i found this article food for thought......
i just thought i'd share an article i found online, i guess it may be what happens to rodents too? "wink,wink" :P makes me think twice about ever putting somthing up for adoption for free. :monkey:
"Free to a Good Home"
By Bonnie Keller
You thought it would be cool to breed your iguana (or snake, or turtle), and now you've got sixteen babies to find homes for. You’ve tried selling them, and have found that there’s no market for them, or that you don’t have time to wait. You want to get them placed as soon as possible so you decide to put an ad in the paper or online. You think you'll word it like other such ads you've seen: "Adorable baby iguanas. Free to a good home."
That may be the biggest mistake of your life. Remember, you allowed these creatures to come into the world, for whatever reason. It is therefore your responsibility to make sure they are healthy and live happy lives where they are loved.
It would surprise you what free-to-a-good-home ads will bring to your door - people who sell animals for experimentation, ritual sacrifices, or worse, people who want to teach their vicious dogs how to kill a live animal. Most often, though, you’ll get well-meaning youngsters who think they want a cool reptile pet, and have convinced their parents that they will just die without one. You know the type, right? And they can appear to be the most normal, nice, kind people in the world. They want to appear that way because they know you wouldn't give them any animal if you knew what they really wanted it for. If the animal has no value to you, you will attract people for whom it is also valueless. And a lot of times, reptiles obtained by people who know little about their care can cause devastating illness due to lack of appropriate care, - or worse – they will let it loose when it becomes too much of an inconvenience.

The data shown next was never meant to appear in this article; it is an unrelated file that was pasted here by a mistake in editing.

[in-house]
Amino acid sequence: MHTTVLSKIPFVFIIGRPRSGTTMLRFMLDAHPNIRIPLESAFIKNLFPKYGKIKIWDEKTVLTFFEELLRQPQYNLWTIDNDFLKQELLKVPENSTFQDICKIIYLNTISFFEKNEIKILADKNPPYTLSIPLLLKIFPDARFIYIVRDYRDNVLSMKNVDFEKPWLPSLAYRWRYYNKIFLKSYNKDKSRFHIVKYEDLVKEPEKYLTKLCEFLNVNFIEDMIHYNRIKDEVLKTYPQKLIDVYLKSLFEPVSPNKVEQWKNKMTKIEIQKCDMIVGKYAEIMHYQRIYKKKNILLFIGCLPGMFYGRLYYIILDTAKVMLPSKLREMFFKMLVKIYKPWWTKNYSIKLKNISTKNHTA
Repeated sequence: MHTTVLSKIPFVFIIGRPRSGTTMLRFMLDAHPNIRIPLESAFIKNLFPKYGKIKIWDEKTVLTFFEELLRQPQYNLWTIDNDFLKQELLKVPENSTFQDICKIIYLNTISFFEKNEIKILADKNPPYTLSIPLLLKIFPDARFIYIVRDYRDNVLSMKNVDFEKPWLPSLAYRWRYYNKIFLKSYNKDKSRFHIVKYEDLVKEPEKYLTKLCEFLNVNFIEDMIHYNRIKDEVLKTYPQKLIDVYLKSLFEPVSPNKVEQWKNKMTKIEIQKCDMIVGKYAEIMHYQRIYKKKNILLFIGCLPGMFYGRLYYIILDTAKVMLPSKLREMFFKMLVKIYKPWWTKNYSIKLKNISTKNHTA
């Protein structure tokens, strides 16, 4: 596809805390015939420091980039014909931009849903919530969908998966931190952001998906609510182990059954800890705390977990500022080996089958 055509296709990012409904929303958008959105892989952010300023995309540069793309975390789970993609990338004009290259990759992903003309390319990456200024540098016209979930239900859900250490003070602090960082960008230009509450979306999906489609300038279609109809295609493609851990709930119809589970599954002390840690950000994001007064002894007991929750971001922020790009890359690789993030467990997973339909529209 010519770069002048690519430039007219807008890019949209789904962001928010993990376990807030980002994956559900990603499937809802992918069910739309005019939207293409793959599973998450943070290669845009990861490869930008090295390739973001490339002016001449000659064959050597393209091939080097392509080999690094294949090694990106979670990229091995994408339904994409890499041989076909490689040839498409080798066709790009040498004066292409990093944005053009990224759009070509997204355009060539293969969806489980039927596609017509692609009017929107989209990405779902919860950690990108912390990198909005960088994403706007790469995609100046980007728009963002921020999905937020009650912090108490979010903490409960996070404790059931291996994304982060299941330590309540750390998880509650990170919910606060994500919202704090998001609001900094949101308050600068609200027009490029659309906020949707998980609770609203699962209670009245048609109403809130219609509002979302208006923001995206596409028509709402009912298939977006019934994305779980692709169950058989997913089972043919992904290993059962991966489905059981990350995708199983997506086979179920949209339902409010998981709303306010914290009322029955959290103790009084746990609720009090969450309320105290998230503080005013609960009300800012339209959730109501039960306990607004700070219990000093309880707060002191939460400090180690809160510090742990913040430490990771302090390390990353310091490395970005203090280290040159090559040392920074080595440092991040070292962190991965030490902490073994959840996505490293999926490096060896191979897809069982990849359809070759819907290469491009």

Some people seek out the "free to a good home" ads because they cannot afford price of obtaining a reptile via a pet store. So, this means they might not be able to afford to care for it properly, either. This doesn't mean that they are bad people, or that they wouldn't dearly love your scaly friend. What it does mean is that if an emergency arises, Iggy may die because the person cannot afford a vet (or worse, because they don’t realize until it’s too late that Iggy is sick at all!).
Your job is not to fill the void in a person's life with whatever they mistakenly believe is missing from it. Your job is to find that animal the best possible home.
Some adopters will chose to charge a minimal fee for the adopted pet, in order to avoid the "free to a good home" crowd. But instead of asking for money for yourself, consider asking for a check made out to your local animal shelter, herp society, or reptile rescue. These places will appreciate those checks, the potential adopters should be happy that they are helping other homeless animals, and you can feel good that some other animals somewhere have enough to eat and a warm place to stay because of your thoughtfulness.
However you decide to do it, don't let that reptile go for “free” unless you really know the person it’s going to. Find your local herp society or reptile rescue, and see if they can help you find it a home. If not, be prepared to ask at least a minimal amount to ward of those who would just take your “cool reptile.”
"The trouble with Mrs. Silver was that she gave all her love to somebody else, and that somebody was a small Tortoise named Alfie."-Esio Trot by Roald Dahl
Last edited by Turtle_Crazy; 07-06-04 at 07:10 PM..